Is the "Independent" Medical Exam Dead?

For many years personal injury attorneys fought back against the concept of “independent” medical exams. We didn’t argue that defendants weren’t entitled to have a doctor evaluate our clients injuries. Rather, we objected to the absurd concept that a doctor hired by one side to do a medical-legal exam is “independent.”

And now that unfortunate label seems to be fading into oblivion. In Rowe v. Wahnow, decided last week by a New York appellate court, plaintiff’s auto case was tossed out based on the “IME” reports of the defendant’s doctors.

But in dissent comes Justice Douglas McKeon, ripping into the concept that such “IME” reports are actually independent. And he does so with support from New York’s Chief Judge, Jonathan Lippman:

…the “independent” prong of the term, has long been winked at by the bench and bar. Few consider the physical examination conducted for purposes of litigation as independent; indeed, one court has described it as part of the “adversarial process” (Bazakos v Lewis, rev’d on other grounds) with Chief Judge Lippman forthrightly observing that “[t]hese exams, far from being independent in any ordinary sense of the word, are paid for and frequently controlled in their scope and conduct by legal adversaries of the examinee (id. at 6 [Lippman, Ch. J., dissenting).

When I was younger I would routinely run my pen through those parts of the pre-printed Preliminary Conference Orders that had the word “independent.” Now the courts were simply looking for dates on when the exams would be done, and when reports would be furnished, but I’d belly-ache about the language. More than a few opposing lawyers and judges would look at me like I was from Mars.

In recent years, however, I get an understanding nod. Enough of us have raised the issue — and this language is important because we don’t want judges referring to these things as “independent” when a jury is sitting in the box — that the language is now being challenged in the highest halls of justice.

So let me be the first to proclaim that the “independent” medical exam is dead. Sure, it may still take a few years to see it buried altogether, but make no mistake about it, it is on an irreversible course to the trash heap of litigation history.

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7 Responses Leave a comment

  • Anonymous 2009.11.25 at 19:36 | Quote

    I think you’re off base here and reading much too much into the dissent. It seems to me that the dissenter’s biggest problem was the use of the No-Fault IME as opposed to a liability IME.

    A doctor is a doctor is a doctor and if a doctor offered an opinion on the plaintiff’s condition, those opinions need and should be taken into consideration. Now, if 3 IME’s were done by the same doctor and only one was brought forward by the defendant, blame the plaintiff attorney’s incompetence for not submitting the other reports.

    I think there needs to be a better process put in place that is fair to both plaintiff and defendant but I don’t see the “independent” part disappearing any time soon.

  • David M. Gottlieb 2009.11.26 at 11:36 | Quote

    IMEs are adversarial, even in no-fault. Same with peer-reviews. Especially peer-reviews. Appellate Term decisions allow defendants to have one doctor testify as to another’s peer-review. I’ve had those re-peers testify that they agreed to testify, before reviewing any medical records. One in particular, agreed to testify the night before the trial, and never reviewed the records until a few hours before the trial.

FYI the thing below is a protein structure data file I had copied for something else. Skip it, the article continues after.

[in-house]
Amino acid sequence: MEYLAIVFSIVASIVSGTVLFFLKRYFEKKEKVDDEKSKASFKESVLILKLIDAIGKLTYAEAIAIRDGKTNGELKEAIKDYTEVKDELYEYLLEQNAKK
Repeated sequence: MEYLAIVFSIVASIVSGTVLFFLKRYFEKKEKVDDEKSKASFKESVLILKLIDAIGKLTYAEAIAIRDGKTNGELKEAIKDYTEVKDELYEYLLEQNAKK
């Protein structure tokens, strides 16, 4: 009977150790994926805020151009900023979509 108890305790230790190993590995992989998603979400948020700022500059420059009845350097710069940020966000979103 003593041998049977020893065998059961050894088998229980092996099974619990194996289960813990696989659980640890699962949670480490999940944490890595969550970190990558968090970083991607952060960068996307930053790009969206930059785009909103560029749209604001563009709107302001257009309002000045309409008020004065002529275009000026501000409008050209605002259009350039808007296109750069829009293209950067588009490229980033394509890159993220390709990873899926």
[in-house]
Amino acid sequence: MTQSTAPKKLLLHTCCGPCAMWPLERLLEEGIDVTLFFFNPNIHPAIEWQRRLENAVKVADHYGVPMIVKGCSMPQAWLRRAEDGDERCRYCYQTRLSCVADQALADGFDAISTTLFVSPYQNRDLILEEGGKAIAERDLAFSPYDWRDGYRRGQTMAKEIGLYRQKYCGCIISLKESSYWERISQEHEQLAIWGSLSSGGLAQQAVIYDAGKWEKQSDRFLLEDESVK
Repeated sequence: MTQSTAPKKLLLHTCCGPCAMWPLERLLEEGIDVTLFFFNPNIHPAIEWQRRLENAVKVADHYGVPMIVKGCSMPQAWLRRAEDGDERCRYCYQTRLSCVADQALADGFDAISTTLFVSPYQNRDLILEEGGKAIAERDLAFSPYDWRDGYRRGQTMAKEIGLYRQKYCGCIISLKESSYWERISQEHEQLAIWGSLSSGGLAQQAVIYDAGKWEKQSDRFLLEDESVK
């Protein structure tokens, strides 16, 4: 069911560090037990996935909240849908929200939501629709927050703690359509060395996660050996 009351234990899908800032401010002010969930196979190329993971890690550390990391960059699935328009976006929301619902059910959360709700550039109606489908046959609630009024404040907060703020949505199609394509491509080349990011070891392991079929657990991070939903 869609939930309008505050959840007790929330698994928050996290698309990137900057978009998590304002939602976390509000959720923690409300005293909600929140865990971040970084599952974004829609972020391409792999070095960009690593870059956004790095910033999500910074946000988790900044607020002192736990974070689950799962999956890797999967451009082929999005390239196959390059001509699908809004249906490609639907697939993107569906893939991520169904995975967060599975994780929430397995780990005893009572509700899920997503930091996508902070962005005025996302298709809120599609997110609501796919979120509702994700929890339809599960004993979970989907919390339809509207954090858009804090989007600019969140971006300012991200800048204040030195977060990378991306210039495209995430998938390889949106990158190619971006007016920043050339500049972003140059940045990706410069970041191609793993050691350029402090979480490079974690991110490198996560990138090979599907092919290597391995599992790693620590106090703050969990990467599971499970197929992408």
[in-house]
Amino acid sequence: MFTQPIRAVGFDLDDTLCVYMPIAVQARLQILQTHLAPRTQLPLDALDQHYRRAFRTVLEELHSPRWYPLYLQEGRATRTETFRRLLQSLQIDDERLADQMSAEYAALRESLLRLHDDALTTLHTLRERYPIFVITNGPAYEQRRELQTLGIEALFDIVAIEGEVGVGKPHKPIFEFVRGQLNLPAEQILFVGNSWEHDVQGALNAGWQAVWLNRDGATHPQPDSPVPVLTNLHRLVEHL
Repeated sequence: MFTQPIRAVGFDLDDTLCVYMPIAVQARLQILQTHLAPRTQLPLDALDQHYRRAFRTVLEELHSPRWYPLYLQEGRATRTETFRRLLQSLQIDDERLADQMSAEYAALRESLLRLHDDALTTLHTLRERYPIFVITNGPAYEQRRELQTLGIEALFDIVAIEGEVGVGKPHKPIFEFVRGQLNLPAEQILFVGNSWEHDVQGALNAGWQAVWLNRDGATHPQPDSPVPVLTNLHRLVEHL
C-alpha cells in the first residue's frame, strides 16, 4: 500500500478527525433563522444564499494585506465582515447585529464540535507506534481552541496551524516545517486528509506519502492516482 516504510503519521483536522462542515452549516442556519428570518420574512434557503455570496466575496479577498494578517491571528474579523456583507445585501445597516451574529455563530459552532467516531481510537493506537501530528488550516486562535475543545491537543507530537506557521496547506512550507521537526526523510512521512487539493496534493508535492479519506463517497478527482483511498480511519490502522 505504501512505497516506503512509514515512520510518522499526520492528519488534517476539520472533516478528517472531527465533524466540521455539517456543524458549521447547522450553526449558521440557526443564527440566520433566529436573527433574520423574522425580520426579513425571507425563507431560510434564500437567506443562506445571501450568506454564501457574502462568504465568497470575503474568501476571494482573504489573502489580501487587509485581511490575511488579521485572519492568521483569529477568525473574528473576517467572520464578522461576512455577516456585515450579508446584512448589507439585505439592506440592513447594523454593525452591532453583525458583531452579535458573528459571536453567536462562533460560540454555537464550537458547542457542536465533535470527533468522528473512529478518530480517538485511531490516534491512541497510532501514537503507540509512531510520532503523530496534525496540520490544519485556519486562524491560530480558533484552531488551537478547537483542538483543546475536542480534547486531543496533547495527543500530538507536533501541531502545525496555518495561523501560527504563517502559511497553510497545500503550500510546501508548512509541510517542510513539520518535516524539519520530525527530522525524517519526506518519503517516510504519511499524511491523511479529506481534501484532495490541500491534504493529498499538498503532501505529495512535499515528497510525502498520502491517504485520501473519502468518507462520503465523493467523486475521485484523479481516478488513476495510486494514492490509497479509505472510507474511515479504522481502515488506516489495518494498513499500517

No-Fault IME doctors understand that unless they cut off benefits, they don’t get to testify. And of course, if they don’t testify, they get paid a pittance. The going rate for a no-fault IME is far less than you’d think.

    Everyone should stop with the winking.

    Sorry for the rant. This is my second of the day. Should have had more coffee, I guess.

  • Eric Turkewitz 2009.11.30 at 12:11 | Quote

    A doctor is a doctor is a doctor and if a doctor offered an opinion on the plaintiff’s condition, those opinions need and should be taken into consideration.

    I think that we can agree that a doctor that finds 80% of the people s/he examines for an insurance company are badly injured is less likely to get as much future business than one that finds only 20% of the people injured.

    Claiming that a “A doctor is a doctor is a doctor” is just turning a blind eye to what is going on.

  • tori 2010.5.2 at 17:28 | Quote

    I was never contacted for an IME. They had 90 days to rsvp but never heard a word. What is this about? We are going to trial.

  • Brad 2010.5.7 at 09:08 | Quote

    Turk…are you really spinning your comments about the IME’s impace in theRowe v. Wanhow case that way? The IME was not the death blow to the defendants case at all, moreover it’s the lack of (current)substantial diagnostic testing. So of course the auto insurance company is going to be found more credible. Unless I’m missing something here?

  • Eric Turkewitz 2010.5.7 at 12:45 | Quote

    Brad:

    My comments are directed toward the lingo that is used (calling the exams “independent”) and not based on any particular test or any particular case.

    It was an issue here due to the McKeon dissent and Chief Judge Lippman’s commentary on the subject.

  • Michael Saile 2010.10.7 at 20:44 | Quote

    I find it amusing that the industry still calls defense medical examinations IME’s. If the defense refers to such an examination in a personal injury case, certainly it is an Insurance Medical Examination (if anything). The tide is changing and the Plaintiffs bars are gaining ground in exposing defense medical examiners.

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